GRANTS PASS, Ore. – Federal fisheries managers slashed upcoming West Coast sardine harvests by two-thirds while scientists try to get a better handle on indications the population is significantly dwindling.
The Pacific Fishery Management Council voted 7-6 Sunday in Costa Mesa, Calif., to set the commercial harvest level for California, Oregon and Washington at 5,446 metric tons for the first six months of 2014, down from 18,073 metric tons for the same period in 2013. The issue will be taken up again after a new and more complete population assessment is issued in April.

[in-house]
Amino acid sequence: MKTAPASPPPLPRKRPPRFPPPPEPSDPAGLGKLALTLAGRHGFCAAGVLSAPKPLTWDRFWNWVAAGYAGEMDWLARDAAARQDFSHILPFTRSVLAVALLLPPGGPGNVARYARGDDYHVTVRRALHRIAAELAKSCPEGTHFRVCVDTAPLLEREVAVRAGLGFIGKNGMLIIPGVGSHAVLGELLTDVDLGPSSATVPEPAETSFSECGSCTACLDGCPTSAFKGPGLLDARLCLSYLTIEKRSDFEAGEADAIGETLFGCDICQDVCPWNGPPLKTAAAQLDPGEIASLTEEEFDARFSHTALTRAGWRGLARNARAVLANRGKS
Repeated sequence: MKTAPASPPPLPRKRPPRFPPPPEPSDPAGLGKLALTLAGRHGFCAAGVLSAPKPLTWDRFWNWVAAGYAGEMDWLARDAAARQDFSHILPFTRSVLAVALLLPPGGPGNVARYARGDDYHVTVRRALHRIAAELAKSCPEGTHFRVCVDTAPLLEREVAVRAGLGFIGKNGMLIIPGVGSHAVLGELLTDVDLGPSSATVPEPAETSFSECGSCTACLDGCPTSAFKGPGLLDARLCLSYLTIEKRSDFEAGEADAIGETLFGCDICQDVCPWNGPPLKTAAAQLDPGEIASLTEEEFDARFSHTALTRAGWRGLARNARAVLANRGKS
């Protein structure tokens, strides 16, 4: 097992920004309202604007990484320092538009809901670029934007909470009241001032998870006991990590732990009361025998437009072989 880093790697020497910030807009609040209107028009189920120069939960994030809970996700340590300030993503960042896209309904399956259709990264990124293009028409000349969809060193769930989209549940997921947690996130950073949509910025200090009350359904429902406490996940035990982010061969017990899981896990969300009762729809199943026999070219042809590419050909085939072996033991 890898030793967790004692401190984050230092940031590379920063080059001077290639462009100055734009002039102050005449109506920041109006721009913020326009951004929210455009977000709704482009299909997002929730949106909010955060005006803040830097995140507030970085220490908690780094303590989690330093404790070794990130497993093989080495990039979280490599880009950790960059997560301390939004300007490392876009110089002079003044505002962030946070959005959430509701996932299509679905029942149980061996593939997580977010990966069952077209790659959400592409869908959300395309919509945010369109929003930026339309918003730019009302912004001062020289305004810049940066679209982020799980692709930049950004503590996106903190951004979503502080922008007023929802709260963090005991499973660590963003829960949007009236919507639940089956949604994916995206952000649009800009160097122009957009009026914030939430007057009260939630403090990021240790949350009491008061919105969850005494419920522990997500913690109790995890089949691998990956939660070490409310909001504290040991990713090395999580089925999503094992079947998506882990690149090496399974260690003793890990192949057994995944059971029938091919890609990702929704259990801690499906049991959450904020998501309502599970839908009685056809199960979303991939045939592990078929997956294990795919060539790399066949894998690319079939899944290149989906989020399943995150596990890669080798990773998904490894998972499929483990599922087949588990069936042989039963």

Council member Marci Yaremko of the California Department of Fish and Wildlife said the council decided to take an even more precautionary approach than management guidelines call for because the current assessment was lacking some information, such as surveys showing too few sardines are being born to replace the ones that are caught or eaten by other fish.
“Nothing is suggesting the biomass is stable,” said Yaremko, who made the motion to cut the harvest. “Everything suggests a decline.”
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